Trump phases Arab forces into Syria vs Iran ahead of US pullout. Egyptian/UAE officers on the scene

Our sources can now reveal the nature of that presence and the process afoot for the gradual US withdrawal. In the last few days, Egyptian and UAE military officers visited the contested north Syrian town of Manbij. They toured the town and its outskirts, checked out the locations of US and Kurdish YPG militia positions, and took notes on how to deploy their own troops as replacements. On the diplomatic side, the White House is in continuous conversation with the UAE Crown Prince Sheikh Muhammed Bin Ziyad (MbZ) and Egyptian President Abdel-Fatteh El-Sisi. The deal Trump is offering, is that they take over US positions in Manbij, where the Kurds have sought protection against a Turkish invasion, and American air cover will be assured against Russian, Syrian or Turkish attack. Continue reading

New US military moves in the Mid-East & Israel’s Syria air raid were coordinated

 

The US hands-off to Iran’s top general in Iraq, Ali Abdullah Saleh’s changeover of sides in the Yemen war and Trump’s’ thinking on Jerusalem – all signal a new, proactive US strategy for the region.

Central Intelligence Agency chief Mike Pompeo was uncharacteristically frank when he addressed high-ranking US military and security officials on Saturday, Dec. 2, at the Reagan Presidential Foundation. He revealed that he had sent a note to the Iranian Revolutionary Guards Al Qods chief, Gen. Qassem Soleimani, and explained: “I sent it because he had indicated that forces under his control might in fact threaten US interests n Iraq.” Continue reading

Netanyahu’s dilemma: Back Obama’s save Hamas policy, or fight for its downfall with Egypt and Saudis

Prime Minister Binyamin Netanyahu entangled himself Saturday and Sunday, July 26-27,  in the net he had cast to blur the effect of the unanimous decision by the security-political cabinet of Friday to turn down the ceasefire proposals proposed by US Secretary of State John Kerry and UN Secretary General Ban Ki-moon. The two diplomats and their partners, a brace of European ministers and Qatar and Turkey, who met in Paris to concoct a peace framework for Gaza, were privately dubbed by wags in Jerusalem the “Save Hamas Squad.”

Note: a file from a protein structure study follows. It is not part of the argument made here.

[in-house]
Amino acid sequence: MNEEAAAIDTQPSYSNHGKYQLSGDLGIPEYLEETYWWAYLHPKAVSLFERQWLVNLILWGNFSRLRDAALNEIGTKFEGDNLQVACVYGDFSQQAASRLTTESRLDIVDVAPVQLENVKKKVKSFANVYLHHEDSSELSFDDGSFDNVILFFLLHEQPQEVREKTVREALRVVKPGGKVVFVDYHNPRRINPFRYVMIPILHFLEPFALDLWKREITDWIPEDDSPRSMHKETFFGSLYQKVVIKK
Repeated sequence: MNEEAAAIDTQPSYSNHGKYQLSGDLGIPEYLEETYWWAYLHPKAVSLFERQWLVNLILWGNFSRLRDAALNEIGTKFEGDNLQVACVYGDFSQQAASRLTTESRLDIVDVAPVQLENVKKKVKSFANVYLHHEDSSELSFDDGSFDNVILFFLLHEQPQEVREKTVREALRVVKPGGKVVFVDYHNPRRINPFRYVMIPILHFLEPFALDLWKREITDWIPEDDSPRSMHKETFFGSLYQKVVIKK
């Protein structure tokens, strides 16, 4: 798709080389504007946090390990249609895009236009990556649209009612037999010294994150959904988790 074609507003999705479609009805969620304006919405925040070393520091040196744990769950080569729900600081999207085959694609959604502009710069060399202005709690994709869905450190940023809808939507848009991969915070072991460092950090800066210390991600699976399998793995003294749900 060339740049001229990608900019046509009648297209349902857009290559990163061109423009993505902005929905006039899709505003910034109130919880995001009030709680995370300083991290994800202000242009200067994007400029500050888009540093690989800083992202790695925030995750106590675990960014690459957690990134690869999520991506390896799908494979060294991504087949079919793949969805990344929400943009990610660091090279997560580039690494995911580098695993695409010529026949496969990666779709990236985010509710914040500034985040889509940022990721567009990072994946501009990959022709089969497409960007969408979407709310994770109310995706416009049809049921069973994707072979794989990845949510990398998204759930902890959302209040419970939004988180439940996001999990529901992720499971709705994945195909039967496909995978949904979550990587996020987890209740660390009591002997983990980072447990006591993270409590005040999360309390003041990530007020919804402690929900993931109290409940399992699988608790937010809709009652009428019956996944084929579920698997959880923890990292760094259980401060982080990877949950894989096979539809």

Netanyahu tried to present the flat cabinet “no” to the ceasefire as a “no, maybe.”

His purpose was to leave an opening for the US and UN to ginger up their pro-Hamas framework for ending hostilities in the Gaza Strip by incorporating elements that Israel’s security needs half way. If that was done, Israel, he indicated, would be amenable to joining lengthy ceasefire accords with Hamas, or even making unilateral halts in violence. Continue reading

Kerry and Ban in truce bid to save Hamas from defeat. Israel holds reply. Cairo won’t amend truce proposal

Three rival groups are in a tug-o’-war over a ceasefire initiative for the Gaza conflict: The US and UN are pulling one way; Israel, Egypt and Saudi Arabia, the other; and Qatar, Turkey, Hamas and the Palestinian Authority, are trying to manipulate the others.

Monday night, July 21, US Secretary of State John Kerry and UN Secretary General Ban Ki-moon arrived in Cairo to press their case with Egyptian President Abdel-Fatteh El-Sisi: Kerry’s directive was outlined by President Barack Obama a few hours earlier, “to focus on bringing about a ceasefire than ends the fighting and can stop the death of innocent civilians.”

Reported to be pushing for a long-term ceasefire, the UN Secretary went on to comment that it was impossible to go back to the situation that caused the conflict. He ruled out the “status quo ante” for the Gaza Strip as untenable. Continue reading